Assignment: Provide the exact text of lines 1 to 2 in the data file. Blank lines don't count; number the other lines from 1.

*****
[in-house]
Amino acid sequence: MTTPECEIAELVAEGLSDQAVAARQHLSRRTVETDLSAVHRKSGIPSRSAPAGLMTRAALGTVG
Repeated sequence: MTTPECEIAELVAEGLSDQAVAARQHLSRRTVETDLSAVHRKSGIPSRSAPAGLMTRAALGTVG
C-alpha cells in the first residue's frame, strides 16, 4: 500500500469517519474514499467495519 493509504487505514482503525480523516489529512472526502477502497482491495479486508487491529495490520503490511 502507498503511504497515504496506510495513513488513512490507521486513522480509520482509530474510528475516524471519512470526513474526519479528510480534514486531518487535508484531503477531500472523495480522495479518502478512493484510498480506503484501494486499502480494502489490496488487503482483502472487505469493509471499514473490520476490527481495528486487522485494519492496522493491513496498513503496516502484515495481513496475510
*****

[in-house]
Amino acid sequence: MTTPECEIAELVAEGLSDQAVAARQHLSRRTVETDLSAVHRKSGIPSRSAPAGLMTRAALGTVG